Mexican American youth show signs of metabolic syndrome: Early screening critical

Mexican American children are experiencing substantial burdens of obesity, pre-diabetes, and other health problems which historically would have been expected to develop much later in life. The findings of a new study by Texas Biomed scientists in San Antonio argue for early screening and intervention to delay or avoid chronic health problems as these children age.

Directed by Texas Biomed scientist Ravindranath Duggirala, Ph.D., in collaboration with scientists from UT Health Science Center at San Antonio and other institutions, the results of the study were published online in the journal Human Genetics. The research was funded primarily by the National Institute of Child Health and Human Development, a division of the National Institutes of Health (NIH).

Metabolic syndrome is a cluster of early warning signs for diabetes, heart disease, and other major medical problems. These warning signs include increased accumulation of fat around the waist and in the blood, as well as elevated blood pressure and blood sugar, and high . An estimated 2.5 million adolescents in the US have , with minority groups such as Mexican Americans being particularly vulnerable.

This new study examined 670 non-diabetic boys and girls, between the ages of 6 and 17 years, from predominantly lower-income extended Mexican American families, many of whose adult members have increased risk of diabetes. The study found that nearly 53 percent of the children were overweight or obese, and 13 percent had . Overall, 19 percent—almost 1 in 5—of the young people exhibited metabolic syndrome. The prevalence of metabolic syndrome rose dramatically with increasing obesity, and among 65 severely obese young people in the study, over two-thirds had already developed the condition.

The young were all enrolled in the San Antonio Family Assessment of Metabolic Risk Indicators in Youth (SAFARI) study, and went to the Texas Diabetes Institute for the clinic examinations associated with the project. Because all the children belonged to families whose adult members had previously participated in genetic studies led by Texas Biomed, the researchers were able draw upon extensive family information to identify strong evidence of heritability for the metabolic syndrome and its related traits.

The ultimate goal of SAFARI investigators' efforts is to find better ways to prevent or delay disease. "Much attention has been devoted to environmental and lifestyle contributors to obesity," said Texas Biomed geneticist and SAFARI Principal Investigator Ravindranath Duggirala, Ph.D. "But these data provide insights into the complex genetic architecture underlying risk for metabolic disease in these children. Insights gained through a genetic approach may help to tailor effective dietary, physical-activity and other interventions for high-risk young people."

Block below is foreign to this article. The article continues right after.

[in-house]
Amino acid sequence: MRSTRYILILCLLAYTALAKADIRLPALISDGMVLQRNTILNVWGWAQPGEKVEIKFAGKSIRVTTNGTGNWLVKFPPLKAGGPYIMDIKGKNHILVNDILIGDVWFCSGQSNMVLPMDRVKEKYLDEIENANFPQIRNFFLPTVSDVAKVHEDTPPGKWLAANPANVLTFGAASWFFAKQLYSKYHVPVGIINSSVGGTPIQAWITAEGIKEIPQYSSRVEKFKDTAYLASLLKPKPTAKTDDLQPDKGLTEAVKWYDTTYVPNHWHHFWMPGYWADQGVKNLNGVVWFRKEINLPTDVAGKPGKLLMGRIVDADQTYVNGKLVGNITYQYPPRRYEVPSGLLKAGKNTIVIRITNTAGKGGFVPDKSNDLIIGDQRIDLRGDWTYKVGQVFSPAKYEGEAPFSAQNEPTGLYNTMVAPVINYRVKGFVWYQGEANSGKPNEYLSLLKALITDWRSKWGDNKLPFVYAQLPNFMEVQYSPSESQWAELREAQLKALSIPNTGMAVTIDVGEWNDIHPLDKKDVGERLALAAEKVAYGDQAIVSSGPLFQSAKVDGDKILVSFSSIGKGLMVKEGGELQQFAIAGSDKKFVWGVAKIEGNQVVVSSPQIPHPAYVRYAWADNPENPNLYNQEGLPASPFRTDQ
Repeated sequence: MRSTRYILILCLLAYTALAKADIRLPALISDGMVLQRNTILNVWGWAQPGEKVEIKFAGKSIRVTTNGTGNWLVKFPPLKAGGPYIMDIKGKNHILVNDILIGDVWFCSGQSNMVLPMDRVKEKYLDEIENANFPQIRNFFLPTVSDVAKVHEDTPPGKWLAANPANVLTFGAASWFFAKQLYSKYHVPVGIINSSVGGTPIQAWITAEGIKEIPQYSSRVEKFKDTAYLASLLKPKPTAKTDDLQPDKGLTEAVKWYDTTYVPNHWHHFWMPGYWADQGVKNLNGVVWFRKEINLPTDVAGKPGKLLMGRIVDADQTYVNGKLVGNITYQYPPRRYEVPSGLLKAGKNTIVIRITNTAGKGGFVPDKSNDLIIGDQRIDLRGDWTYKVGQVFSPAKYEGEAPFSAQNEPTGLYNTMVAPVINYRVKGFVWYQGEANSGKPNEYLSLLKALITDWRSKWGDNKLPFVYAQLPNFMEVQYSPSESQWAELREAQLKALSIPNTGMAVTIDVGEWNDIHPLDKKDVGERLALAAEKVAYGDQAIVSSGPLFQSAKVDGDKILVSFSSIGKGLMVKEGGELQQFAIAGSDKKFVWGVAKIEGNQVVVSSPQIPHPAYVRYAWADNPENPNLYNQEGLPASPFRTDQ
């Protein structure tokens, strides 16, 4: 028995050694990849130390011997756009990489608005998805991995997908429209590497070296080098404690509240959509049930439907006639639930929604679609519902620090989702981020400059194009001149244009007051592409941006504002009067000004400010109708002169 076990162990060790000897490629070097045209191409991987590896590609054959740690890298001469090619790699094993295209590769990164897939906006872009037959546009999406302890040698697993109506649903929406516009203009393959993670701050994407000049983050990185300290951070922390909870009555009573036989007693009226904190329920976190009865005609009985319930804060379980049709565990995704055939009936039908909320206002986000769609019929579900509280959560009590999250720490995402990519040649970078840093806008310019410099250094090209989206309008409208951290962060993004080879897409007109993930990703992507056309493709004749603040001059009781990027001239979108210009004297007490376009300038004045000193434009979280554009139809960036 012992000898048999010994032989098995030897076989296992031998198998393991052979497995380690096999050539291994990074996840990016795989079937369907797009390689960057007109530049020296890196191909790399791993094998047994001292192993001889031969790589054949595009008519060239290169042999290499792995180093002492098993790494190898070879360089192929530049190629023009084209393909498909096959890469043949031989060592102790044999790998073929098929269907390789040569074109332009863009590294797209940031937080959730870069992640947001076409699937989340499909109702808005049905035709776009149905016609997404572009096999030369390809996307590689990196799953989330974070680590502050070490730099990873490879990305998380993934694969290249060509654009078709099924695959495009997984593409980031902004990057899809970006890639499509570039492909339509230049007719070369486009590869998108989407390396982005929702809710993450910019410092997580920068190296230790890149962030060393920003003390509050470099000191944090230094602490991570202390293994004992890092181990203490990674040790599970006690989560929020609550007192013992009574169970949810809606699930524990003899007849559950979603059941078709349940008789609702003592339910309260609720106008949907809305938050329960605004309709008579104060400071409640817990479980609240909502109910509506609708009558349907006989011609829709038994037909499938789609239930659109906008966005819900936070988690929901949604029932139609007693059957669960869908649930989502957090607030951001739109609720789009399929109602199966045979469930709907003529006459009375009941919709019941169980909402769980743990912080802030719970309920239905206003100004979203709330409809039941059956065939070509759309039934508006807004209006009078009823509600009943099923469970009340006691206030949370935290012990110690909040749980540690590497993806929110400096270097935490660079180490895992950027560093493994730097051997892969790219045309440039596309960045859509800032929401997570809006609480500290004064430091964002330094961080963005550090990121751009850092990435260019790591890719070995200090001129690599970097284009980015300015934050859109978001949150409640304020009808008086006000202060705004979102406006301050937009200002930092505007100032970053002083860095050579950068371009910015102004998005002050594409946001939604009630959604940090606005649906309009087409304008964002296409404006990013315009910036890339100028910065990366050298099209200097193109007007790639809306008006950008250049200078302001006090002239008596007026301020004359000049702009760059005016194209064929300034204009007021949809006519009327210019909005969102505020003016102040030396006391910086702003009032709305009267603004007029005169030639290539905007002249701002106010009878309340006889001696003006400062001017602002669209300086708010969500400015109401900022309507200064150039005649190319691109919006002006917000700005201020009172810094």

"SAFARI data suggest that if risk-factor screening of high-risk children could be performed by age six, it could provide an opportunity for interventions which might delay or prevent their developing debilitating health conditions later in life," said lead author Sharon Fowler, M.P.H., of the Health Science Center.

"For parents and primary care physicians, it's a good motivating factor to intervene early if you discover that your child is at greater-than-average risk of developing diabetes or cardiovascular disease at an early age," said Daniel Hale, M.D., chief of the Division of Pediatric Endocrinology and Diabetes in the Department of Pediatrics at the Health Science Center and medical director of the SAFARI study.

Duggirala and other SAFARI investigators are currently conducting further genetic testing to determine which specific genes directly influence disease-related risk factors in these children. Their long-term goal is to develop family-based lifestyle interventions for SAFARI participants who are at greatest risk, in an effort to prevent the development of future serious health problems in these young people.

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